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Batteries Consistently Dying.

Discussion in 'Pickups & Electronics [BG]' started by FrolicHoek, Jun 27, 2002.

  1. FrolicHoek


    Nov 14, 2001
    Dallas, TX
    I have a Tobias Growler 5 with active setup. I have replaced the input jack, as the original went bad, and replaced the 9-Volt battery connector becasue it was trashed. Now, my batteries die so fast that I usually only get one session out of the bass before having to replace them.

    Do any of you wiring gurus have any suggestions that I can try before taking it to a shop and having them look at it? I am willing to do this, but if there are a couple of suggestions that I can try, I would be grateful.
  2. Arjan


    Apr 18, 2002
    Take a look at your soldering work, maybe you connected some wires the wrong way.
    It could be that your battery is wired so it gets "shortcut". This will suck your battery dry in a few hours.
    (don't mind my english, I'm a dutchman)
  3. Arjan


    Apr 18, 2002
    I mean "short-circuit"" instead of "short-cut", ehheheh
  4. Blackbird

    Blackbird Moderator Supporting Member

    Mar 18, 2000
    It might be your jack. Sometimes, the metal inside that activates the active electronics fails to disengage and the battery keeps running...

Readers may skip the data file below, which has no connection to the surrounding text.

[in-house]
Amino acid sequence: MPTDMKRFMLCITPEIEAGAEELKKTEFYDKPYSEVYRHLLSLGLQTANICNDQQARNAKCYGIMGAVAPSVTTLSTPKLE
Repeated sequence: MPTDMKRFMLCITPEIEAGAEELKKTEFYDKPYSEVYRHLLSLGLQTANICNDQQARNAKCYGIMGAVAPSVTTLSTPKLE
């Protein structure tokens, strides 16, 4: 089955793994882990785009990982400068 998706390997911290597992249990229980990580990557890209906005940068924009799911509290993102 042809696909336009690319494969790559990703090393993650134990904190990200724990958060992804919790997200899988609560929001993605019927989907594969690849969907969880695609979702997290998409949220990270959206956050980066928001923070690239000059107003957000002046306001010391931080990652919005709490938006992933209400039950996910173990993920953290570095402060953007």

5. FrolicHoek


    Nov 14, 2001
    Dallas, TX
    Here is a picture of the wiring:

    <img src="http://www.frolicweb.com/images/best.jpg">

    The red wire is attached to the shortest stem of the input jack and that wire goes into the circuit board which is labeled "Guitar Jack"

    The Green wire is attached to the longest stem of the input jack and goes into the circuit board which is labeled "Gnd"

    The Black wire is attached to the "medium sized" stem of the input jack and goes into the circuit board labled Guitar Jack. There are two posts in the circuit board for the "Guitar Jack".

    Does this show anybody anything? Help...please...
  6. Phat Ham

    Phat Ham

    Feb 13, 2000
    If the soldering job on the input jack isn't done carefully the excess solder can cuase a short circuit. Make sure none of the solder (or bare wire for that matter) is touching any of the other wires or posts on the jack.
  7. notduane


    Nov 24, 2000
    Like's been said, it could be your jack. It's probably a stereo jack
    with the second "hot" lead used as one side of a switch terminal
    to ground. That is, when you plug in, the ground sleeve portion
    of your plug connects the 2nd hot lead and ground turning the
    preamp on.

    Here's a pic from Stew-Mac :) that may help...


    I had a similar problem with an Ibanez I got a loooong time ago.
    It was 50% off (demo model). Brand new batteries didn't last more
    than &frac12; hour. I figure because it was a demo, folks were constantly
    pluggin' in and may have messed up the jack / "switch".

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